—Sheryl, patient
      Nurse Notes

      These support groups and organizations can help while putting you in touch with other people living with the disease who can provide advice and support.

      Previous Milestone
      Next Milestone
    • Treatment

        Is therapy with VELCADE (bortezomib) right for me?

        VELCADE Reimbursement Assistance Program

        VELCADE (bortezomib) may be an appropriate treatment choice for you. But before you get started, it is important to tell your healthcare team about any other medical conditions you may have and other medicines, supplements, and herbal remedies you may be taking. You should also report any allergies you may have to other medicines.


        Nurse Notes

        This sheet includes common questions and answers about treatment with VELCADE. It describes the kind of information that is important and should be discussed with your healthcare team in order to ensure that VELCADE is right for you.

        Managing other medical conditions

        If you have conditions other than multiple myeloma such as diabetes, kidney disease, or liver disease, talk to your healthcare team. Your doctor and nurse will determine a treatment plan that's right for you.

        Nurse Notes

        What to expect with therapy

        You are probably wondering how well VELCADE (bortezomib) will work, how long you will be taking it, and what the possible side effects may be. The plan will be to stay on VELCADE for 1 year. A large study has shown that people who took VELCADE-based therapy lived 1 year longer than people whose treatment did not include VELCADE. For this reason, it's important to stick with your treatment plan. It's also important to understand potential side effects of VELCADE and let your doctor know if you are experiencing any of them.

        Nurse Notes

        Watch this video about Marie, who was also diagnosed with multiple myeloma and received treatment with VELCADE. It may help address some of your questions and concerns.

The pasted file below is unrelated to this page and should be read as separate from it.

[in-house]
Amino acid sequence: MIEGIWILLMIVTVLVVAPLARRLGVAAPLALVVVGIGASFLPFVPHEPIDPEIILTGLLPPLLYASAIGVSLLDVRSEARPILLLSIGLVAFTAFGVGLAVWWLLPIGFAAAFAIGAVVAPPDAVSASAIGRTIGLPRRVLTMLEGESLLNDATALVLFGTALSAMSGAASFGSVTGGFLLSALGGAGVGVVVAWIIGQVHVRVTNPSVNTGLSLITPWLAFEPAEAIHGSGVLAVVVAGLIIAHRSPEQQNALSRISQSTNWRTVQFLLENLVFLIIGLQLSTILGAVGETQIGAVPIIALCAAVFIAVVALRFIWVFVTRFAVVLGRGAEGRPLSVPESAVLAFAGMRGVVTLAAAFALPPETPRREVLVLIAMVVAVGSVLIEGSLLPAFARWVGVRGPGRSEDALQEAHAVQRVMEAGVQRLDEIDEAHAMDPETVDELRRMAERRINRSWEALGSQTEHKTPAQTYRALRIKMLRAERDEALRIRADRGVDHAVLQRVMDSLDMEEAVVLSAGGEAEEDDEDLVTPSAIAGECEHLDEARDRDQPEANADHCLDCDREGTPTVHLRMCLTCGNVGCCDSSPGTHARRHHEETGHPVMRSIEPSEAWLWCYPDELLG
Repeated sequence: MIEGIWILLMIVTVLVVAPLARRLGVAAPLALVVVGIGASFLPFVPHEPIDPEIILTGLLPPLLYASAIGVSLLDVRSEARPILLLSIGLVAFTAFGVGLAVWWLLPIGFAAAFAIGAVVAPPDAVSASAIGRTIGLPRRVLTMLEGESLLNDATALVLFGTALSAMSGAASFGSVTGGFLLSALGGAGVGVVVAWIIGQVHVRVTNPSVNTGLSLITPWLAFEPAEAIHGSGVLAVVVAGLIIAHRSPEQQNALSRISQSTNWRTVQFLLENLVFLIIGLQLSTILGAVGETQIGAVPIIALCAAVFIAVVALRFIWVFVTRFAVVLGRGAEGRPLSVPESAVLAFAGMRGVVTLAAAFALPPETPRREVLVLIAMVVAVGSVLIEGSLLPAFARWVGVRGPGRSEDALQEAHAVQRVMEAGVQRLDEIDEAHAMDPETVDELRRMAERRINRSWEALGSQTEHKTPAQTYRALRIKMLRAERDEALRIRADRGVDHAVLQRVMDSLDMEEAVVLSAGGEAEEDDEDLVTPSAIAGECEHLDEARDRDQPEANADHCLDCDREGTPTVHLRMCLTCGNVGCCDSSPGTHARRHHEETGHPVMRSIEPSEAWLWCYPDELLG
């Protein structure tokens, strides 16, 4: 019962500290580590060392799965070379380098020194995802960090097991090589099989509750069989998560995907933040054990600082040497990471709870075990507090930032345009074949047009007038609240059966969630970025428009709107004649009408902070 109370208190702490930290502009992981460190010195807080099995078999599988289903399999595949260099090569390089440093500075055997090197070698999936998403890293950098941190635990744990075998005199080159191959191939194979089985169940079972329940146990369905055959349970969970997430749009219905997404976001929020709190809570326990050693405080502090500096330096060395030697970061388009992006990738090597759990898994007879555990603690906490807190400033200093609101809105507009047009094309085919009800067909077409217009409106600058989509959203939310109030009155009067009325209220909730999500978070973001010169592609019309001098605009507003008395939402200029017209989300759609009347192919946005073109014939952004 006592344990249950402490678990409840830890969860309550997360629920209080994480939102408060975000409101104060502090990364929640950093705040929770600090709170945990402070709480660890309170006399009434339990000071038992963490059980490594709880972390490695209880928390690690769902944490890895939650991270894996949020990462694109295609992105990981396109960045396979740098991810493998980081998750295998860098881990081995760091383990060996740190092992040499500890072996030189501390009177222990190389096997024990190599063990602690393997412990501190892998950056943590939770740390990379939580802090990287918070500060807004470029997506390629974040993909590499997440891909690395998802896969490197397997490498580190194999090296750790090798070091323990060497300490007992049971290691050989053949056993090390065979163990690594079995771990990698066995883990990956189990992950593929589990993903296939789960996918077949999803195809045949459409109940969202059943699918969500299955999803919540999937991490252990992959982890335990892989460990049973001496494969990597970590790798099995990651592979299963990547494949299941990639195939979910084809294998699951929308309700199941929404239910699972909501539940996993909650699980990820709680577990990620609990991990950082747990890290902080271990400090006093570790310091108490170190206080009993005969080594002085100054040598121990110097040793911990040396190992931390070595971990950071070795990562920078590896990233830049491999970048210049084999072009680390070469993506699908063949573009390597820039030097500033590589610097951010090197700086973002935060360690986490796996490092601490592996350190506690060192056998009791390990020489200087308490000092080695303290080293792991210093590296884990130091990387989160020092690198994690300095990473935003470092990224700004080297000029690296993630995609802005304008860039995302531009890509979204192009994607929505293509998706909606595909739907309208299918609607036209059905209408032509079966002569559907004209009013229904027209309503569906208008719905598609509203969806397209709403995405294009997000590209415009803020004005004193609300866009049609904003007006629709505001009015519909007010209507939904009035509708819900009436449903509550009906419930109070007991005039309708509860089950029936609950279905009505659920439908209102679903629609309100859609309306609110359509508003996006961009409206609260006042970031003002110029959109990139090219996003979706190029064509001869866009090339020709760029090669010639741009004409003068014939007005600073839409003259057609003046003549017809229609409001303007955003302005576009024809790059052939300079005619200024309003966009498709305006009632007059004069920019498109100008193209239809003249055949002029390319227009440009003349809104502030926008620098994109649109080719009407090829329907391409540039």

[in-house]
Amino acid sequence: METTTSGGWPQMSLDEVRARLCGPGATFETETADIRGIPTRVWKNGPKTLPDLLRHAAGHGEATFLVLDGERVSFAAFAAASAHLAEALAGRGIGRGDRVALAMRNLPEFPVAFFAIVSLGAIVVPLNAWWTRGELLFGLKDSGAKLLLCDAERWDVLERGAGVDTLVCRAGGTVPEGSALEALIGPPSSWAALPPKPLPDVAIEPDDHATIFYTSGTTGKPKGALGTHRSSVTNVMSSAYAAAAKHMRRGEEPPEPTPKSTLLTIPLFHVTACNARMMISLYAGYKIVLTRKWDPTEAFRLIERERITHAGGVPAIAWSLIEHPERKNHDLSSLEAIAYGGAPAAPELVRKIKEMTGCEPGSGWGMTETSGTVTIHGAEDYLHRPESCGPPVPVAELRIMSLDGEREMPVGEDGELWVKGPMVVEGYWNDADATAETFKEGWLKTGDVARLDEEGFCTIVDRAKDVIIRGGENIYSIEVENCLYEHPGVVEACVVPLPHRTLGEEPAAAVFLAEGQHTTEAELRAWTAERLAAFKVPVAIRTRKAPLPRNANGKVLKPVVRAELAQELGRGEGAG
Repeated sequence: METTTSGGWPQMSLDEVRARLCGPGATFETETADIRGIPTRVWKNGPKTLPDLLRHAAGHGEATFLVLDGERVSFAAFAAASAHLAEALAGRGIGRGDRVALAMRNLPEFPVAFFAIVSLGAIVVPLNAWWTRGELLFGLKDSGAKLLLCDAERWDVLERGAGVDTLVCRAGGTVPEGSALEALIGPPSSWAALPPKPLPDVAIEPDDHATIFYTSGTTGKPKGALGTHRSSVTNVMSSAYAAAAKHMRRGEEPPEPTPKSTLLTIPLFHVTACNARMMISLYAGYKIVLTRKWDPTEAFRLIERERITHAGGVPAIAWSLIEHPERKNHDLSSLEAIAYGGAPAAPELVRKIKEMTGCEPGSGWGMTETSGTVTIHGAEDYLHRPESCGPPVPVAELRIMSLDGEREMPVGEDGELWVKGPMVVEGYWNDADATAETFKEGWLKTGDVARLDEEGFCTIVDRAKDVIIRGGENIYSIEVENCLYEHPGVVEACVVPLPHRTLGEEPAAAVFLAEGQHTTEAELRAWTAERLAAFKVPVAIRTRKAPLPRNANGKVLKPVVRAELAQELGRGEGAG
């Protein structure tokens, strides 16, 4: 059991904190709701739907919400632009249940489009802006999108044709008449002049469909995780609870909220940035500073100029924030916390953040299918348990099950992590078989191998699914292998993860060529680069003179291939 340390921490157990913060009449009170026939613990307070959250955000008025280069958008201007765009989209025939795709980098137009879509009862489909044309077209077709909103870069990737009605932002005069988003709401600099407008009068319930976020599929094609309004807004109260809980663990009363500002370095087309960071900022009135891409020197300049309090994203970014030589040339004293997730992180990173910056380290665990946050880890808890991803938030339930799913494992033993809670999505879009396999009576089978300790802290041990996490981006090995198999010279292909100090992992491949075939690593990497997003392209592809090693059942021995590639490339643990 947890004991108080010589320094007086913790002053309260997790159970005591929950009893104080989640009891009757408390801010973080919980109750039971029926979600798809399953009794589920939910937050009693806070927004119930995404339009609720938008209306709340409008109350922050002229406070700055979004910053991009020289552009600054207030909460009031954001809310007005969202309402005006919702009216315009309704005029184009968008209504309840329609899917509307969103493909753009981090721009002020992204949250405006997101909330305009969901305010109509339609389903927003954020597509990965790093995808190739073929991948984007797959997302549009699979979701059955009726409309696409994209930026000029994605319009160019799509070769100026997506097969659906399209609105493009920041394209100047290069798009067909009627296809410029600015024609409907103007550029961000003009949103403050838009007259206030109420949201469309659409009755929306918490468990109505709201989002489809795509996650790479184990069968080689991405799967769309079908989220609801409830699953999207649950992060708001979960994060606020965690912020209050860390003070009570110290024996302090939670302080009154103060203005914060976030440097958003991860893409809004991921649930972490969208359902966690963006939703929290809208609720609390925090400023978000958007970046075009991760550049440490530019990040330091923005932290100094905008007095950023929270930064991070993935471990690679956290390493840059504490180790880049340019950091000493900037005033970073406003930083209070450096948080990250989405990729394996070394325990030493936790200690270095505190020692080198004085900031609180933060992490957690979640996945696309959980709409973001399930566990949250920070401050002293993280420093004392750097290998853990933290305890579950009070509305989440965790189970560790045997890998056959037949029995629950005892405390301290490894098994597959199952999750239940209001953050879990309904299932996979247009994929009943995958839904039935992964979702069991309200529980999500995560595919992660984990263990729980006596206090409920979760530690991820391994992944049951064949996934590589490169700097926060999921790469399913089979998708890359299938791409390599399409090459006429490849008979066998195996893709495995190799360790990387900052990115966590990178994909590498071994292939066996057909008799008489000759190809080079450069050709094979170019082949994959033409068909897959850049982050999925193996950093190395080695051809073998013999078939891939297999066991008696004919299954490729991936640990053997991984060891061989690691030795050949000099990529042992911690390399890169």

Accessing financial support

        VRAP and patient assistance form

        You may have concerns about the cost of treatment and how you are going to pay for it. If paying for treatment is a concern for you, you should know that VELCADE (bortezomib) patient support services offer financial support to qualified patients through the Reimbursement Assistance Program. If you do not have insurance coverage for VELCADE, you may be eligible to participate in the VELCADE Patient Assistance Program.

        Nurse Notes

        The following brochure includes information about the programs and how to enroll. You can also check out www.VELCADE.com to learn more.

        Accessing treatment and personal support

        Support is important throughout every stage of your journey with multiple myeloma. VELCADE (bortezomib) patient support services offer a wide range of treatment and personal support, and other resources.

        Treatment support

        • Live telephone support from dedicated case managers — 1-866-VELCADE (option 2)
        • Educational events with patients and caregivers

        Personal support

        Nurse Notes
        • Resources about living with cancer
        • Transportation referral assistance
        • Guidance for accessing legal services
        • Counseling and support program referrals, and more
        I started treatment last month. My doctor told me about my treatment, but I wanted to know more. My case manager gave me the phone number to enroll in the patient support services. I got answers to questions I didn't even know I had.   —Joan, patient

        Tracking laboratory tests for multiple myeloma

        Laboratory test tracker

        It is important to keep a record of the tests you are given, their dates, and results. This record will help determine whether the disease is progressing and how you're responding to treatment over time. Some of the tests will be repeated at different points during your therapy and/or after therapy is completed.


        Nurse Notes

        Here is a tool you can use to help keep track of your tests and their results.

        Reference: 1. NCCN Clinical Practice Guidelines in Oncology (NCCN Guidelines®): Multiple Myeloma (Version 2.2014). © 2014 National Comprehensive Cancer Network, Inc. Available at NCCN.org. Accessed January 31, 2014.